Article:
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  • Writer's pictureAudrey Hunt

Participative leaders and their followers

What is a leader without followers? Without followers, they’re just a person with an idea or a mission without any support or anyone giving them feedback. One person can’t make well-rounded decisions or be able to see multiple perspectives on their plan. They have no one with whom to exchange ideas and no one to tell them when they’re wrong. A participative leader needs people to lead. Without followers, there is no movement, no widespread furthering of the mission. Because participative leadership depends on support and input from followers, those who follow are as important as the leader. They give the leader’s mission depth and dimension by adding their own unique viewpoints and skills to the decision-making process.

Participative leadership encourages creativity in followers and values the opinion of everyone in the group. It supports participation not only from the leader, but from followers as well. In traditional leadership roles, the boss is difficult to access and always has the final say in decision-making, even if they are ill-informed of the issue. Participative leaders are more accessible and in tune with their subordinates’ persona goals and values. They ask for help in solving problems and finding innovative solutions and are unafraid of showing vulnerability.

A lone leader must remain stoic and strong in order to withstand criticism from others. They have to back up their ideas by themselves and prove that their mission is worthwhile without support from anyone else. They aren’t leading any specific person or group, so they don’t know where to turn for help. With followers, there are plenty of people to show support for the leader’s ideas and to share the mission without the leader having to do all the legwork. A diverse group of followers make sure that decisions made won’t negatively affect people from different backgrounds.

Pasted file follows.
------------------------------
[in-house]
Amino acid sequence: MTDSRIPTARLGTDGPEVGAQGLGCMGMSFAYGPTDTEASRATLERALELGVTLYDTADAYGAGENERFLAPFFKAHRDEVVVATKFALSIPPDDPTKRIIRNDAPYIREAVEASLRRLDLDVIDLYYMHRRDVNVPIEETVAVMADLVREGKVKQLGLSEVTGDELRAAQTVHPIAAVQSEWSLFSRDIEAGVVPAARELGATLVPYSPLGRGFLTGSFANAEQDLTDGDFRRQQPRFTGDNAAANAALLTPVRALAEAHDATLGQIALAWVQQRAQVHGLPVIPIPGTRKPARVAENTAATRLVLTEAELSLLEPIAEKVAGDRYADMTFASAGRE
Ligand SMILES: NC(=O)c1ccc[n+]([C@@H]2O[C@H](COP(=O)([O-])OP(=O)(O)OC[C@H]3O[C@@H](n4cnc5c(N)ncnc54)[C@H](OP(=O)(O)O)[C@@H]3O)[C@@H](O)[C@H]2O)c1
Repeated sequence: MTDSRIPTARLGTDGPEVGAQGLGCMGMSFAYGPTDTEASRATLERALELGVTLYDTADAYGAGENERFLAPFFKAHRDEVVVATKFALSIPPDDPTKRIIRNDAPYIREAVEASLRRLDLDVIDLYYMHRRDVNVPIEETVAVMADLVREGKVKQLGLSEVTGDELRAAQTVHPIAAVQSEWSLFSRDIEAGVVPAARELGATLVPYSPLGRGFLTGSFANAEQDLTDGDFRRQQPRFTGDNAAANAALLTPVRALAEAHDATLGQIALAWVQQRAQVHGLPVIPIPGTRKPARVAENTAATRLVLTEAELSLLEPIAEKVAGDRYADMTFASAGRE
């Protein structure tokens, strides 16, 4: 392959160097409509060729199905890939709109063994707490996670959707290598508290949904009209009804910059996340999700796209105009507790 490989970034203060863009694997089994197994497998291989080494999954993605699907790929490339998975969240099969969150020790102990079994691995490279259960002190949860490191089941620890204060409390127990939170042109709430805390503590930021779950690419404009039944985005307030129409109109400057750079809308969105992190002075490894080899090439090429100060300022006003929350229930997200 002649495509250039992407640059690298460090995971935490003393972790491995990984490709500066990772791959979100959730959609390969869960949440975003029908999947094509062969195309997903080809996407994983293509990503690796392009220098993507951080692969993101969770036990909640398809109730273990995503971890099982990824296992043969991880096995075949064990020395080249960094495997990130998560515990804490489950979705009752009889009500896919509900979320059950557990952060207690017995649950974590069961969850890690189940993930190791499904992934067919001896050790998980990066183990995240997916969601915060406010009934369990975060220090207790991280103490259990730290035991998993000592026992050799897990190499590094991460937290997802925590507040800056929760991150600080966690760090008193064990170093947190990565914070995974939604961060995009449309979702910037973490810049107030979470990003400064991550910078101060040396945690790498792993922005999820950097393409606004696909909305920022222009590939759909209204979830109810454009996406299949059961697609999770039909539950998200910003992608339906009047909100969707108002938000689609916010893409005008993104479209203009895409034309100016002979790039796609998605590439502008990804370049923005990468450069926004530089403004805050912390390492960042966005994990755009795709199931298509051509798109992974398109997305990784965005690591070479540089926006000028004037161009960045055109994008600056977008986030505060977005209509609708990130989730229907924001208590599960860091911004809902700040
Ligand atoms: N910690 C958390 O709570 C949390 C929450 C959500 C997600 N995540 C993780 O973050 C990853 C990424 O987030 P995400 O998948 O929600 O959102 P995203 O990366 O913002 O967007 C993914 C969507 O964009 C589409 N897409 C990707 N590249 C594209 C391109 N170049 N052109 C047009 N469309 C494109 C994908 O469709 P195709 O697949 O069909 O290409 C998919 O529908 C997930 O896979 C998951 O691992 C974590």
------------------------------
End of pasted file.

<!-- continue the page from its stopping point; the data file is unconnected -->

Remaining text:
Participative leaders need more that sheep or yes-people. They need star followers who take initiative and enjoy being trusted with a high amount of responsibilities. In my experience, the type of leadership displayed can shape the behavior and roles taken on by followers. An ideal participative leader would shape their team members into star followers and bring out the best in each one. The leader should get to know what each follower hopes to get out of their time as a member of the group and what their long term professional goals are. This way, the leader can give them tasks specific to their goals and personalize their interactions.

All leaders need followers, but participative leaders might need them the most. Because each follower is part of the decision-making process and given a high level of responsibility, they determine the success of the participative leader’s organization. Without followers, who would they participate with?

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